The absolute minimum size for an assault force against an AI Nation I am comfortable using is 12 units, generally comprised of: 2 siege engines, 4 archers, 2 chariots, and 4 infantry (usually 2 spears and 2 axemen).
But that doesn’t leave you much in the way of padding, so I generally go with 15+ units, adding more infantry so I can rotate out the wounded and heal them up behind the lines.
Strategy Notes on Battling AI Nations
Force preservation creates turn advantage.
Bring enough troops with you so that you can establish a rolling line, and whenever possible, pull your wounded to the back ranks to give them a chance to heal. If you can “recycle” your wounded troops, and you deny your opponent the chance to do the same, his build queues will be filled with replacements, while yours will be filled with reinforcements. That’s a huge difference.
This is why (for me) Guard and Combat promotions are so important. You have finegrained control over what happens to your troops during your turn. You have almost no control during the AI’s turn. Guard/Combat gives you a bit of an insurance policy, and that can be critical.
Also, “Lures” can be spectacularly good ways to demolish large portions of the enemy force because the AI likes to dogpile units (you should too – in general, don’t attack something unless you’re pretty sure you can kill it on the same turn – don’t let enemy wounded get away)! So, send one sacrificial unit (militia are good for this) out ahead of your army, he gets dogpiled, and you lose 1 unit. Then you crush the 4-5 enemy units that attacked him on your turn.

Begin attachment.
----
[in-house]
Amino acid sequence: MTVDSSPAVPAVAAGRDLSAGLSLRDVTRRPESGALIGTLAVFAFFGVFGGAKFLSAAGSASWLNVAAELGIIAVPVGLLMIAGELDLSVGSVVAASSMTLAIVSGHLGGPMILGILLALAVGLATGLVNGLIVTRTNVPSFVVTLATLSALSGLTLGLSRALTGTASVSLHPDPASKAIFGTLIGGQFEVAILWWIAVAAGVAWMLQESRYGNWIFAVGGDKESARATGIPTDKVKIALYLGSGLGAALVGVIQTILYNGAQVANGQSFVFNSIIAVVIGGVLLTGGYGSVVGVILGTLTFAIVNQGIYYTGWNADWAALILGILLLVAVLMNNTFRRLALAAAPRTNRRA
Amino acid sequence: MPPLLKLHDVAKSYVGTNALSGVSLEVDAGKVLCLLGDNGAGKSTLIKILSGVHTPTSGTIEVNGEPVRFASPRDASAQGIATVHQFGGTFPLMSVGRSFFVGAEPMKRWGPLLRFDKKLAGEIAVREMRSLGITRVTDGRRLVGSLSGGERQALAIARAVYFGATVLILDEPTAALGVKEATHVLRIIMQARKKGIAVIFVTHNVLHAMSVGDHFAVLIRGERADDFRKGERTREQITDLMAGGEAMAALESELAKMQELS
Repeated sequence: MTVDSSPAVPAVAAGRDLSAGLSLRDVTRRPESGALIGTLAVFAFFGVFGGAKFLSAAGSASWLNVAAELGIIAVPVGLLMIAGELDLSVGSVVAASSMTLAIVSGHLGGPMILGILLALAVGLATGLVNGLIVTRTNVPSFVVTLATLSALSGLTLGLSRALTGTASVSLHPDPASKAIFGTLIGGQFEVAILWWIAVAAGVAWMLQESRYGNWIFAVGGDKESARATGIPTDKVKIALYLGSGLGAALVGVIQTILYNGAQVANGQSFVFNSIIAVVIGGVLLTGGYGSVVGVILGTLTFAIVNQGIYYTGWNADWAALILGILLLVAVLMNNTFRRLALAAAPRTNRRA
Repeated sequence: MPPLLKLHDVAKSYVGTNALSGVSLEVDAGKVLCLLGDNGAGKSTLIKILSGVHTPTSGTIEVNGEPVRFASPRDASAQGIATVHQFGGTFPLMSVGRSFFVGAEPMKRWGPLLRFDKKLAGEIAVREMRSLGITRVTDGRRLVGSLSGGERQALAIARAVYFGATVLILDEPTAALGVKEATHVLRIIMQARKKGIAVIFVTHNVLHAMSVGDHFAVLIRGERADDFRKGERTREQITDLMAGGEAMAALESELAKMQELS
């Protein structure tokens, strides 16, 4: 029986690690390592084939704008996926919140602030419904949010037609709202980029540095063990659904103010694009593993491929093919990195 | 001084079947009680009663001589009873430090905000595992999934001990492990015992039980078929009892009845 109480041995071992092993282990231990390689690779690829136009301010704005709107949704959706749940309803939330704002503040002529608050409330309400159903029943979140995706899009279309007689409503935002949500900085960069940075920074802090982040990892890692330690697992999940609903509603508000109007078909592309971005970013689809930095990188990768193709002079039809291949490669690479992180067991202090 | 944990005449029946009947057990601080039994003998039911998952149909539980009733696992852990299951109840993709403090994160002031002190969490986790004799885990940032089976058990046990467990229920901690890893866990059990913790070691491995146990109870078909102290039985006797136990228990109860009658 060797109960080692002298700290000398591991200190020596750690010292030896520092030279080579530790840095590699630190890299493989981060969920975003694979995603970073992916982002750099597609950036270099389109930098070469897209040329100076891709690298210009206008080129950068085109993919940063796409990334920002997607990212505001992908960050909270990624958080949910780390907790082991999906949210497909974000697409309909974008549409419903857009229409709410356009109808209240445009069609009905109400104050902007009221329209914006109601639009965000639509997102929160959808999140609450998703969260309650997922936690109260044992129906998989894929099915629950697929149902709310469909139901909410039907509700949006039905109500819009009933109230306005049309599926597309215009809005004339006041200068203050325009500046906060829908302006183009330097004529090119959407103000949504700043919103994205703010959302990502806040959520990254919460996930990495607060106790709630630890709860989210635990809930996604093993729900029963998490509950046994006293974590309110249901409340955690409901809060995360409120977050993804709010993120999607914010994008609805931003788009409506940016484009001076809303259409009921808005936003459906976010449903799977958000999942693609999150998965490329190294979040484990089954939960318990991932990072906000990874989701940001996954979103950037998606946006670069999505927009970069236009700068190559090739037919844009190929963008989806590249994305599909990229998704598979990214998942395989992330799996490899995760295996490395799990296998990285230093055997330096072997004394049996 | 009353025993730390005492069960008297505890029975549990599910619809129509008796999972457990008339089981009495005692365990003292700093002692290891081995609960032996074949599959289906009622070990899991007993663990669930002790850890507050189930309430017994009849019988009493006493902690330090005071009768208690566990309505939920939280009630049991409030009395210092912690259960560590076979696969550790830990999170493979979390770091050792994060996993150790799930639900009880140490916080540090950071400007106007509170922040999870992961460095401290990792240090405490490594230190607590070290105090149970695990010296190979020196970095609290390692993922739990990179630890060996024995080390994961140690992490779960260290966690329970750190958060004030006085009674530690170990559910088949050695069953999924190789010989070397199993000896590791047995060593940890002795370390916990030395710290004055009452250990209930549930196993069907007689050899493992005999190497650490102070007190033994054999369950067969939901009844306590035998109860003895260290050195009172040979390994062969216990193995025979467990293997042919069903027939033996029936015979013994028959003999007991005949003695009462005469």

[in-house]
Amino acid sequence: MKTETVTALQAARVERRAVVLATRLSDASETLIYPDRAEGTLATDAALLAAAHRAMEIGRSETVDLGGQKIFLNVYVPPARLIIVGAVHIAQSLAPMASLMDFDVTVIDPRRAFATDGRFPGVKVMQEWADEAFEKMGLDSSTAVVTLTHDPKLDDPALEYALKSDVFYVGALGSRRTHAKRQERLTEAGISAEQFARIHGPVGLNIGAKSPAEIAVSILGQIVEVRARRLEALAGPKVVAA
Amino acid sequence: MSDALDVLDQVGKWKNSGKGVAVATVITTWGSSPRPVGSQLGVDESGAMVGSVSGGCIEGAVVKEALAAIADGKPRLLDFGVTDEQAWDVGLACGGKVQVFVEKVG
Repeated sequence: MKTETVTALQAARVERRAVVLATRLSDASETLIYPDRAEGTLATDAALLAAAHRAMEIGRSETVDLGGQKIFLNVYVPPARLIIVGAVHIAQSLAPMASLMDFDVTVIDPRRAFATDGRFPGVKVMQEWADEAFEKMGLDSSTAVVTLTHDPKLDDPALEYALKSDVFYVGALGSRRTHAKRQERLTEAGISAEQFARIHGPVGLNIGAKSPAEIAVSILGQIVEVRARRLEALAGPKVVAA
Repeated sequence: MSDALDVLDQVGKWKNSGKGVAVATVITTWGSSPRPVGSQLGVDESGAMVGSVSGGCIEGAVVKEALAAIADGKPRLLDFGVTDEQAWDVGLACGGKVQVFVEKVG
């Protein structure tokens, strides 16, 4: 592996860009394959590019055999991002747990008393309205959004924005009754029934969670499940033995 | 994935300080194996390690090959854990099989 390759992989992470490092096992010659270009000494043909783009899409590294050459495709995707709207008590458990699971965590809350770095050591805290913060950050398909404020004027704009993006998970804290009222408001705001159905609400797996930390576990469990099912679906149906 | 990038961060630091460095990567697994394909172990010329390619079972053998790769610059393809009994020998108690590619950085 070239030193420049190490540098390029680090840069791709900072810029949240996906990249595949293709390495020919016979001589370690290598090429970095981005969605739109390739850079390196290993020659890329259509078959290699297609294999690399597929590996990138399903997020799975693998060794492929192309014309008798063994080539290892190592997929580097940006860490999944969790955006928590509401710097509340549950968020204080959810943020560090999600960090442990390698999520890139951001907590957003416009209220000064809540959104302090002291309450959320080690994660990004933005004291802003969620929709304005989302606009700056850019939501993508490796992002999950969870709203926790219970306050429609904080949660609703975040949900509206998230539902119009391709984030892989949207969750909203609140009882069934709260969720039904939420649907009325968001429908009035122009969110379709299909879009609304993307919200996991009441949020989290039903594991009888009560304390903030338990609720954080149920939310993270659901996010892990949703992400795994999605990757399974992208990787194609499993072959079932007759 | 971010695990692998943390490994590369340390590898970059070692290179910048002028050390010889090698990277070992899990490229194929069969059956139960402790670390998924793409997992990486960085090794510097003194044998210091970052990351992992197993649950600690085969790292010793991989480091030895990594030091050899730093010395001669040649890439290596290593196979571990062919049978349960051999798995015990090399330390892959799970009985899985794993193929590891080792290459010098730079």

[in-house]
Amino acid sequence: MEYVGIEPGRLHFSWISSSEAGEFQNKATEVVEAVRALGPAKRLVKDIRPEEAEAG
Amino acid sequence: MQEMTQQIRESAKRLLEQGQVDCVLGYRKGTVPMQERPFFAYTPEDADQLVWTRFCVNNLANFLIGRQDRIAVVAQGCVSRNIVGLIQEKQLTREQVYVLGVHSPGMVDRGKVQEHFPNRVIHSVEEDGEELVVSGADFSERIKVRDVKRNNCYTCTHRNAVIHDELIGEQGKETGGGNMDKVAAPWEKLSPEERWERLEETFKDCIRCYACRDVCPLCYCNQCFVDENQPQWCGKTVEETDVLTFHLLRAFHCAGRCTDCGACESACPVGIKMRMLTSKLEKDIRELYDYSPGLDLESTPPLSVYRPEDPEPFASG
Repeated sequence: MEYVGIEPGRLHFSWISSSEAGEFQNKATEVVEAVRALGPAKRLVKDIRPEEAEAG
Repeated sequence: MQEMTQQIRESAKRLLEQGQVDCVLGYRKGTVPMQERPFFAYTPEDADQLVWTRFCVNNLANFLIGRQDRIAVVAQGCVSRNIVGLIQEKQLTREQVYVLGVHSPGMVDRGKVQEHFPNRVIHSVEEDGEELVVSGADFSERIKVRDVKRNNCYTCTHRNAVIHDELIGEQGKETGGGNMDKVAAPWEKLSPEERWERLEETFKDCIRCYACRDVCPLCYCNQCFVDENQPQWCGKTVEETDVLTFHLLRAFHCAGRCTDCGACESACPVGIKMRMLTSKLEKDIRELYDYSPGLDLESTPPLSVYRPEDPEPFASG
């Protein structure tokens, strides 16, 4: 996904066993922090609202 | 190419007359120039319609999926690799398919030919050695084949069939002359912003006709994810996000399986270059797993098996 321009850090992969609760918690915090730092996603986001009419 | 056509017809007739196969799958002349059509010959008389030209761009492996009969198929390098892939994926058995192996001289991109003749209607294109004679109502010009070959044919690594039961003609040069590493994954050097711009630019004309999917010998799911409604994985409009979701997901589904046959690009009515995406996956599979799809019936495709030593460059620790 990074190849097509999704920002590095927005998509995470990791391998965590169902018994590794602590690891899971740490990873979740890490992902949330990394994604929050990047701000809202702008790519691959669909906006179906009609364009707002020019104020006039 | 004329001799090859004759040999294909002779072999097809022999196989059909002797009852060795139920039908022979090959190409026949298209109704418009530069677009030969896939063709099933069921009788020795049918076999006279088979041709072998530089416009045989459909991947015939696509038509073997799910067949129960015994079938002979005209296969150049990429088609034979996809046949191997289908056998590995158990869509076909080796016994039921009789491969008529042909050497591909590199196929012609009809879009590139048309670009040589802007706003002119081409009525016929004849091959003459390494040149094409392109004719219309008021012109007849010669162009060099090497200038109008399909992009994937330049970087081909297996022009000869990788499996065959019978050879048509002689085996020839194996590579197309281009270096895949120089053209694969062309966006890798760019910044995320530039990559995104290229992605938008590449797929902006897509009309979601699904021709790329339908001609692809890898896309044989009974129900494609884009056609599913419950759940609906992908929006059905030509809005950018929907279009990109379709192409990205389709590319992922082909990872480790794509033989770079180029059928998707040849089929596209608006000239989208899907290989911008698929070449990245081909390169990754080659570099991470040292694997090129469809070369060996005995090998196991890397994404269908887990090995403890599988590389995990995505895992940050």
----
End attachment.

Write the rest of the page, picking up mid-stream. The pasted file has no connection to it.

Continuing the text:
That’s a good trade (note: AI is getting better at not falling for this, but it still sometimes works!) Chariots/Horsemen are magnificent at finishing fights! Archers and infantry cripple 3-4 (or more) enemy units. A single chariot swoops in and utterly destroys the lot. Brutally effective.
Finally, splash damage is your friend, especially if you have a unit that can rout waiting in the wings. Onagers, Axemen, Swordsmen – you want as many of those types of units as you can get (which is why the Babylonian Unique Unit is so powerful!). With enough of those types of units massed, you can simply cause an enemy force to evaporate.
Here are some good general guidelines when planning to attack a rival nation:
- Make sure your vassal families are happy! Nothing is more important than this. You don’t want to go to war and have to keep looking over your shoulder. If the families aren’t happy, or at least neutral toward you, then you’re not ready to project your power.
- Never attack blindly. Eyes up. That means scouting, or even better, the infiltration of as many of your target’s cities as you can manage.
- If your opponent has better tech than you (“learned” or above on the game screen), make sure your opponent is “much weaker” before you attack. If you’re comparable (the AI shows as “competent” on the game screen), then make sure your opponent is “weaker” militarily before you attack.
- If you’re “similar” in both strength and tech, then you need to use diplomacy as a sword. Make friends with someone else who shares a border with your rival and get that Nation to declare. Wait a few turns for your target to move his army toward that enemy, then strike.
- If at all possible, run as many espionage missions as you can afford in the 1-2 turns leading up to your invasion to sow chaos and weaken defenses.
In an ideal world, you’ll stack as many of these advantages in your favor as possible before you declare war, but of course, you seldom have the luxury of achieving the ideal, so…just stack as many of the items above in your favor, be smart when it comes to tactical maneuvering and positioning, use the special abilities of your generals to their fullest extent, and in most cases, you will prevail!